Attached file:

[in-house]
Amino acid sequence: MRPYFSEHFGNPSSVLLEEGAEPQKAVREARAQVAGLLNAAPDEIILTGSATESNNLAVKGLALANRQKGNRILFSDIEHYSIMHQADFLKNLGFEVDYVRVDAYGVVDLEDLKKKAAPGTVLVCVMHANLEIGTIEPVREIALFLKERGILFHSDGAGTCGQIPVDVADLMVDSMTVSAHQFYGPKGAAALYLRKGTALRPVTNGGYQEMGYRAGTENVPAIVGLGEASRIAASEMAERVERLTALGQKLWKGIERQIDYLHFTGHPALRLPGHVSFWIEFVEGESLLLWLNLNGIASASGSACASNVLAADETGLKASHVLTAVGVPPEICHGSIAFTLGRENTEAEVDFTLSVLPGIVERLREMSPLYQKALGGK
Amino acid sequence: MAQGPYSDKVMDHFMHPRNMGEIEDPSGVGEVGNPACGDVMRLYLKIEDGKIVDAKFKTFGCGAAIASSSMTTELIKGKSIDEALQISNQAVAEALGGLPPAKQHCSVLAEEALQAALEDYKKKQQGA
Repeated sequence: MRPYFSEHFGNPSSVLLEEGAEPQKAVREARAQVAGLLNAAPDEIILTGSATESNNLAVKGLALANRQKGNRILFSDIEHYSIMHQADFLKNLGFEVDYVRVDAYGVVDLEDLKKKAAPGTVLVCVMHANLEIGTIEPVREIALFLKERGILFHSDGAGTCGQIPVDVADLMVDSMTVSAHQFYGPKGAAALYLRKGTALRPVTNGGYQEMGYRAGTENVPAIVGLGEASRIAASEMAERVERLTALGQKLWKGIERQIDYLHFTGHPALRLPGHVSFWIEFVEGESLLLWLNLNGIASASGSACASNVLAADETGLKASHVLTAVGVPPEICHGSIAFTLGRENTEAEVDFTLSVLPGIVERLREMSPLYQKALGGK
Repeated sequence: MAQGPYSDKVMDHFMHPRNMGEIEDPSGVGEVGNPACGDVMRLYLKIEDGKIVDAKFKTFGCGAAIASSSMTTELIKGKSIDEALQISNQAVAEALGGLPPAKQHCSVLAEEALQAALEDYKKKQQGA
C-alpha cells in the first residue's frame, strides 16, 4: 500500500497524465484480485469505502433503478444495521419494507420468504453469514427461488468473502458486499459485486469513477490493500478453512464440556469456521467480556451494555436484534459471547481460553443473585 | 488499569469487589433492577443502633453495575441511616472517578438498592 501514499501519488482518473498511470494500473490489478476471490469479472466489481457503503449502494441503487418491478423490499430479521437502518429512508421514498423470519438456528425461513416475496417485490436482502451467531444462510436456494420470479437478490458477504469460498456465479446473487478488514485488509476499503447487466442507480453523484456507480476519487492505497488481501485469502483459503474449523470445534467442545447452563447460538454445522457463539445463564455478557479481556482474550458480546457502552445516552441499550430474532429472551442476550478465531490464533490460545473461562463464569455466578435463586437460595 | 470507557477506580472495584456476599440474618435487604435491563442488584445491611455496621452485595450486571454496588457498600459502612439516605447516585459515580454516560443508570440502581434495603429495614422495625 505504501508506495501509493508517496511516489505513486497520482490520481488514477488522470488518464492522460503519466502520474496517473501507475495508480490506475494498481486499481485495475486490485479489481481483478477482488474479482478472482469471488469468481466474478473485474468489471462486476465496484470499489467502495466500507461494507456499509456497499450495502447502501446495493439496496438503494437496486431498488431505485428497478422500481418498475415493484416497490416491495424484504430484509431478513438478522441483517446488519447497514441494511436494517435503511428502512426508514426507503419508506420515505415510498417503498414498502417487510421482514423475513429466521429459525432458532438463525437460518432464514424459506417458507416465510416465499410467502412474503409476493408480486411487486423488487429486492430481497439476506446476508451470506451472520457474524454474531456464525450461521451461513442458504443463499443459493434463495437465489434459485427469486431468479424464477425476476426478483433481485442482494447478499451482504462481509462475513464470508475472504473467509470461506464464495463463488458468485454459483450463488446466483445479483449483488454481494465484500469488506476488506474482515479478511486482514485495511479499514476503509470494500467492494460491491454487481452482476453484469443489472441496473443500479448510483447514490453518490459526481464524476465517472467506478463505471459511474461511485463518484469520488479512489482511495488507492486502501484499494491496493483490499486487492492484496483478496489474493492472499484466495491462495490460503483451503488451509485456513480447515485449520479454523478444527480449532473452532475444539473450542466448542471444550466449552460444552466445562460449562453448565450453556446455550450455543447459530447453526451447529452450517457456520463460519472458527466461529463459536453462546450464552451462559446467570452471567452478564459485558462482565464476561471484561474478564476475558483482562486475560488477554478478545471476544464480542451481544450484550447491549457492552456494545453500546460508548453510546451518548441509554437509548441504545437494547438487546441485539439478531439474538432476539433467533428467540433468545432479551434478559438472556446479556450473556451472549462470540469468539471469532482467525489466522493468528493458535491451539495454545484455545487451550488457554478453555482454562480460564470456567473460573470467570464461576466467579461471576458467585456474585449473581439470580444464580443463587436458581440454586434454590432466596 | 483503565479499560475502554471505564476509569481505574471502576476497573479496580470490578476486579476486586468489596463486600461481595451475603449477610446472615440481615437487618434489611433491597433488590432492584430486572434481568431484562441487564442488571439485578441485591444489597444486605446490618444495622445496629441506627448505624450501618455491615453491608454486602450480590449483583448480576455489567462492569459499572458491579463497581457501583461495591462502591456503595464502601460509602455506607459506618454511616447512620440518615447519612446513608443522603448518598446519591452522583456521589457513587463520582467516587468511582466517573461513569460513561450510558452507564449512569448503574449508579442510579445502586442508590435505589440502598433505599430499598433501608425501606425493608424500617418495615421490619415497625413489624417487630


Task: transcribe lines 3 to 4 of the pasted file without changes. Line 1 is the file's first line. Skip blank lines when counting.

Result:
Amino acid sequence: MAQGPYSDKVMDHFMHPRNMGEIEDPSGVGEVGNPACGDVMRLYLKIEDGKIVDAKFKTFGCGAAIASSSMTTELIKGKSIDEALQISNQAVAEALGGLPPAKQHCSVLAEEALQAALEDYKKKQQGA
Repeated sequence: MRPYFSEHFGNPSSVLLEEGAEPQKAVREARAQVAGLLNAAPDEIILTGSATESNNLAVKGLALANRQKGNRILFSDIEHYSIMHQADFLKNLGFEVDYVRVDAYGVVDLEDLKKKAAPGTVLVCVMHANLEIGTIEPVREIALFLKERGILFHSDGAGTCGQIPVDVADLMVDSMTVSAHQFYGPKGAAALYLRKGTALRPVTNGGYQEMGYRAGTENVPAIVGLGEASRIAASEMAERVERLTALGQKLWKGIERQIDYLHFTGHPALRLPGHVSFWIEFVEGESLLLWLNLNGIASASGSACASNVLAADETGLKASHVLTAVGVPPEICHGSIAFTLGRENTEAEVDFTLSVLPGIVERLREMSPLYQKALGGK